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Estate of Blanco

Court of Appeal of California, Second District, Division Four
Nov 29, 1978
86 Cal.App.3d 826 (Cal. Ct. App. 1978)


stating that an individual with a contingent claim is a "creditor"

Summary of this case from Allard v. DeLorean


Docket No. 52065.

November 29, 1978.

Appeal from Superior Court of Los Angeles County, No. P623150, Steven S. Weisman, Judge.


Lascher Wilner, Robert D. Bannon and Edward L. Lascher for Plaintiffs and Appellants.

John D. Closs, in pro. per., and for Defendants and Respondents.


This is an appeal from an order in a probate proceeding that denied a petition by petitioners Theodore Encinas and Ofelia Encinas for a decree adjudging and declaring petitioners to be the owners of certain real property.

I The Factual Background

Four parcels of real property were originally owned by petitioners. On December 4, 1973, by grant deeds, petitioners conveyed these parcels to their married daughter, Maria Astrid Blanco. These conveyances were made pursuant to an oral understanding between petitioners and Maria that Maria would hold title in trust for petitioners and reconvey the parcels upon request of petitioners. Maria furnished no consideration for the transfers.

At the date of petitioners' conveyances to Maria, there was pending against petitioner Theodore Encinas a medical malpractice action that had been filed by Esmilia Topete. Mrs. Topete had been a patient of Theodore Encinas who was a chiropractor and in his late seventies at the time. The Topete suit sought damages of $150,000.

According to Theodore's testimony, the transfers to Maria were made at the suggestion of Theodore's attorney who was representing him in the Topete-Encinas action.

Following the transfers to Maria, Theodore continued to collect the rents from the tenants and pay the taxes and the expenses for repairs to the four parcels. At no time did Maria display or assume any acts of ownership or control over any of the four parcels of real property.

On March 13, 1975, Maria died suddenly. She died intestate and was survived by her husband, Victor, and their two children who were minors. Prior to Maria's death, no request had been made by Theodore and Ofelia for a return of the properties.

In August 1975, in a court trial, judgment was rendered in favor of petitioner Theodore and against Esmilia Topete in the malpractice action. Thereafter, petitioners requested reconveyance of the properties from Victor Blanco, the surviving husband of Maria. Victor complied and executed grant deeds in favor of petitioners. The estate of Maria was in the process of probate and the interest of Victor in the properties involved constituted a one-third interest with a two-thirds interest resting in Maria's two minor children. It was this two-thirds interest that petitioners were seeking to reach by their petition filed in the probate proceedings involving the estate of Maria Blanco. Respondents are the two minors, Victor T. Blanco and Richard J. Blanco, by their guardian ad litem. The trial court's order from which the appeal has been taken denied the petition and declared and adjudged that the ownership interests in the four parcels of real property were vested in the two minor children of Maria as to an undivided two-thirds interest and in petitioners Theodore Encinas and Ofelia Encinas as to an undivided one-third interest.

Petitioners' petition was filed in the Maria Blanco estate proceedings pursuant to Probate Code section 851.5 This section provides, insofar as pertinent to the instant case, that "[i]f a person dies in possession of, or holding title to, real or personal property which, or some interest in which, is claimed to belong to another, . . . the executor, administrator, or any claimant may file with the clerk of the court a verified petition setting forth the facts upon which the claim is predicated. . . ." "[P]rior to 1972, the superior court acting in the exercise of its probate jurisdiction was without power to try title to property asserted by a stranger to the estate as against the estate. [Citations.] This limitation on probate court jurisdiction with its judicially created exceptions was subject to strong criticism, and abrogated in 1972 by amendment of Probate Code, section 851.5 The Legislature thereby (§§ 851.5, 852, 853, Prob. Code) gave the probate court the power to determine controversies concerning title to property where the party asserting an interest is claiming adversely to the estate [citations]." ( Richer v. Superior Court (1976) 63 Cal.App.3d 748, 756 [ 134 Cal.Rptr. 52].)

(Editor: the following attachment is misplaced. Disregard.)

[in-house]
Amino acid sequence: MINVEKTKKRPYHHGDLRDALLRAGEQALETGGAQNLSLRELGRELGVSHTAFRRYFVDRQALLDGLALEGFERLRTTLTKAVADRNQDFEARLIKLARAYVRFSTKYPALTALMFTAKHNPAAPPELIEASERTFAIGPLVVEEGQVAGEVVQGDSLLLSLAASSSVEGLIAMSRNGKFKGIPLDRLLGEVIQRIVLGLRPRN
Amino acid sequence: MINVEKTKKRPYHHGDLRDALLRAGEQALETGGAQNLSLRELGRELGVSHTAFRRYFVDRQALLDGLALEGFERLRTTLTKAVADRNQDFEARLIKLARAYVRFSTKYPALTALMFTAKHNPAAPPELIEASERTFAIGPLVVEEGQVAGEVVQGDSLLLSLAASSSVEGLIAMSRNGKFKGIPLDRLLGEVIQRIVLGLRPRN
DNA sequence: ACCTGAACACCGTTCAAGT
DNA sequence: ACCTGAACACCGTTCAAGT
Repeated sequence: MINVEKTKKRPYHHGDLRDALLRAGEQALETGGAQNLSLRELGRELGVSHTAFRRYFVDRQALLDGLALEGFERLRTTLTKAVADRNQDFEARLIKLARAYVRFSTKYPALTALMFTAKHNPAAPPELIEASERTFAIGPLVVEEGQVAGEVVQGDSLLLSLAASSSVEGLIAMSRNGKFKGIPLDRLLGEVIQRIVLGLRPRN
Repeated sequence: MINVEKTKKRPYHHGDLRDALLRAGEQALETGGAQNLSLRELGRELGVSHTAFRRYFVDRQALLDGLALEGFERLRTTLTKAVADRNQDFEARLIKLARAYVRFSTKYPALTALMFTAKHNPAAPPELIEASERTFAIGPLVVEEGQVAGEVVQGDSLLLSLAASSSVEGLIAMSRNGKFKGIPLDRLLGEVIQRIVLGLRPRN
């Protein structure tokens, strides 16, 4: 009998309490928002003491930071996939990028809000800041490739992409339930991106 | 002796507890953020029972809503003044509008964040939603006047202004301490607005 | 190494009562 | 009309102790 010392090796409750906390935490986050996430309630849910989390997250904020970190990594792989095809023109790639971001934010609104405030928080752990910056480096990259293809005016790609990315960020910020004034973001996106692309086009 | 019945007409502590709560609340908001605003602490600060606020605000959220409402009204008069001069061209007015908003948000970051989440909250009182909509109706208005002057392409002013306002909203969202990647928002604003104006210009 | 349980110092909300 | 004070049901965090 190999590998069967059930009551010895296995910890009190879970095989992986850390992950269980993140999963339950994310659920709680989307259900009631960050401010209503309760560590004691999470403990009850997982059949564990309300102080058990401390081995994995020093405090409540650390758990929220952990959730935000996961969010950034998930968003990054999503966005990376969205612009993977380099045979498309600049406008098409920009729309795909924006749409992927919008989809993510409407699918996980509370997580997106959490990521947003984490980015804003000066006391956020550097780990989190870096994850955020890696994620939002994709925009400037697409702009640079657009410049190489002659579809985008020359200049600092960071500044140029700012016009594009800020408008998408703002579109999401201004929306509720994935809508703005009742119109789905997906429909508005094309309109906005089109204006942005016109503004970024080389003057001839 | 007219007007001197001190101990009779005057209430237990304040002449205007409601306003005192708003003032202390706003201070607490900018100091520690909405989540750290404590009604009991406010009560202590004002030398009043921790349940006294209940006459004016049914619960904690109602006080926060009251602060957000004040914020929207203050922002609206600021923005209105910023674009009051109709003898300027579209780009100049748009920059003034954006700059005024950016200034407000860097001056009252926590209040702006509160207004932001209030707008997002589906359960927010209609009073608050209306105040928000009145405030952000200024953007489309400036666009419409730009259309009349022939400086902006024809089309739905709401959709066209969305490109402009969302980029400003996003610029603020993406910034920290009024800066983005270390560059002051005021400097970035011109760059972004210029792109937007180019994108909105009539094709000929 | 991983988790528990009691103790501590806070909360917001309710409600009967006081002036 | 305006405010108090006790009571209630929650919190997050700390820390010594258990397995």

Although there were no written findings of fact and the court's order was silent as to the basis for the order, it is clear from statements of the court that petitioners Theodore and Ofelia were denied relief on the ground that the conveyances to Maria were made by petitioners with intent to defraud Esmilia Topete as a creditor of petitioners. Hence, under the doctrine of "clean hands," petitioners were denied the right of recovery.

II The Doctrine of Clean Hands — The Effect of a Grantor's Unclean Hands Upon His Right to Recover Property Conveyed With Intent to Defraud a Creditor

On this appeal, petitioners assert that the doctrine that a person with unclean hands may not recover in a court of equity was improperly applied by the trial court. Although petitioners state that the facts are not in dispute, nevertheless, petitioners set forth — as undisputed — facts which would tend to negate any intention by petitioners to defraud Mrs. Topete who had a pending malpractice action against petitioner Theodore at the time of the property transfers. (1) Petitioners' assertion as to what constituted undisputed facts below is unacceptable in light of the well-settled standard of appellate review which requires the appellate court to "view the facts in the light most favorable to [the prevailing party below], giving [that party] the benefit of every reasonable inference and resolving all conflicts in [that party's] favor. . . ." ( Horn v. General Motors Corp. (1976) 17 Cal.3d 359, 367 [ 131 Cal.Rptr. 78, 551 P.2d 398].)

We must start with the premise, therefore, that, in spite of the testimony that Theodore and Ofelia transferred their properties solely because Theodore's attorney in the Topete malpractice action so advised him, there was evidence to justify the trial court's implied finding that Theodore and Ofelia had an intent to put their properties beyond the reach of Mrs. Topete in the event she were to obtain a judgment for damages against Theodore.